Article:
In the recently convened “lame-duck” session of Congress, senators and representatives will take on a number of issues that could have major consequences for working families and retirees. Congress is considering benefit cuts for Social Security, Medicaid and Medicare and members are looking at cutting taxes for the wealthy even further. Any deal that Congress makes, though, should be based on facts and not the myths that have sprung up around taxes, the deficit and the earned benefit programs. Here are a few of the key myths and the truth behind them.
Myth: Extending the Bush tax cuts for the wealthiest two percent is important because the economy is weak.
Economists agree that cutting taxes on the wealthy is one of the least effective ways to stimulate the economy. A much better use of the $1 trillion cost of those tax cuts would be to invest in infrastructure or extend unemployment benefits.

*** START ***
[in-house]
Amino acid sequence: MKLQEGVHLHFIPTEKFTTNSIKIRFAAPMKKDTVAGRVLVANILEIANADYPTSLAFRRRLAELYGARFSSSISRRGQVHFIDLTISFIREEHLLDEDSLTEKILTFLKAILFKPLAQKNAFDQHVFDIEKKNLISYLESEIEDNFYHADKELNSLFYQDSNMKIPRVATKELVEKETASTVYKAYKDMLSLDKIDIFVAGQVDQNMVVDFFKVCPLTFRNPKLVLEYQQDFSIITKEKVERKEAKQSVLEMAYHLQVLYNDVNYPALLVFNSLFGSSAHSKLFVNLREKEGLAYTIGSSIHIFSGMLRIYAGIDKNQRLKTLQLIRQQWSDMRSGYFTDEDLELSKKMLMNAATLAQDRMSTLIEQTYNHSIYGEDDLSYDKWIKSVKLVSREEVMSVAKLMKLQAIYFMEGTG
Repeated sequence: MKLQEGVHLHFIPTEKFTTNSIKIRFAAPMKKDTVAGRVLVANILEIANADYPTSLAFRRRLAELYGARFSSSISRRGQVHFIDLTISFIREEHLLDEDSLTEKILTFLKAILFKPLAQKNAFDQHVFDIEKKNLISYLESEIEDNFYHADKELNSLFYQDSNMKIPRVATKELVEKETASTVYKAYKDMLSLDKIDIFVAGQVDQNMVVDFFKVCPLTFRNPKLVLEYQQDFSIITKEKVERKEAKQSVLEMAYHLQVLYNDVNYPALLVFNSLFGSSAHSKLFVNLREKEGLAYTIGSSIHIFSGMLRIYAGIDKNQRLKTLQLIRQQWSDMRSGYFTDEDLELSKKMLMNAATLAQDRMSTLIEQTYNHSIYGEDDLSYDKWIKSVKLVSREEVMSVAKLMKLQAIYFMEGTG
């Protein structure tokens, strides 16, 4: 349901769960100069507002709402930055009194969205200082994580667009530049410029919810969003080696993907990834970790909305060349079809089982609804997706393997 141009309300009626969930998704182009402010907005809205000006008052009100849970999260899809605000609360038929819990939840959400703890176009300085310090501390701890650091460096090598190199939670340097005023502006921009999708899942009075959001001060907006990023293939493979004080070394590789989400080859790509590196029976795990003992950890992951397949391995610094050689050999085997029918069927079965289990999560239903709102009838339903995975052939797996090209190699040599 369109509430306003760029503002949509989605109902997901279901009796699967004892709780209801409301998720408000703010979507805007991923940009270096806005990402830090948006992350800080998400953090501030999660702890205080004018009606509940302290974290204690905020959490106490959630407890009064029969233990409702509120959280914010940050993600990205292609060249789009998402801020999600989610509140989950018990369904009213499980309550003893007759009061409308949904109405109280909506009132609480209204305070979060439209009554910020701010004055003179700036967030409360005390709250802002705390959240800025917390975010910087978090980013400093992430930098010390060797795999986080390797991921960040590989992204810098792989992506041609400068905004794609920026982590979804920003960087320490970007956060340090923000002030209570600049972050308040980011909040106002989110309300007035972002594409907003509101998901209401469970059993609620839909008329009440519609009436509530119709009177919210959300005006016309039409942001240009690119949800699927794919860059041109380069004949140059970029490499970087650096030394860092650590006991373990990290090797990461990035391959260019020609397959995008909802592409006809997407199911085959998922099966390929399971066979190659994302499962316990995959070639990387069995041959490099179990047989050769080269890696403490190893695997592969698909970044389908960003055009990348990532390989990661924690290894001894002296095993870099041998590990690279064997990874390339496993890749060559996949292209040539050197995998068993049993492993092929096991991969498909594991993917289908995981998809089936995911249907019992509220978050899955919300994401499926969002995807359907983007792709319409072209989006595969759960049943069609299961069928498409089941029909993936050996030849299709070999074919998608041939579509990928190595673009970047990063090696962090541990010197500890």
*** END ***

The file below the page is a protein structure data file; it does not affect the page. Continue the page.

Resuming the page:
The Center on Budget and Policy Priorities (CBPP) released a report that shows only 2.5 percent of small business owners would be affected by allowing the Bush tax cuts to expire on the wealthiest taxpayers (top two marginal tax rates).
“The claims that allowing the Bush tax cuts for high-income people to expire would seriously harm small businesses rest on an exceedingly broad, and misleading, definition of ‘small business.’ The definition is so broad, in fact, that under it, both President Obama and Governor Romney would count as small business owners—as would 237 of the nation’s 400 wealthiest people.”
Did you catch that? The definition is so broad 237 of the nation’s 400 wealthiest people are considered small business owners.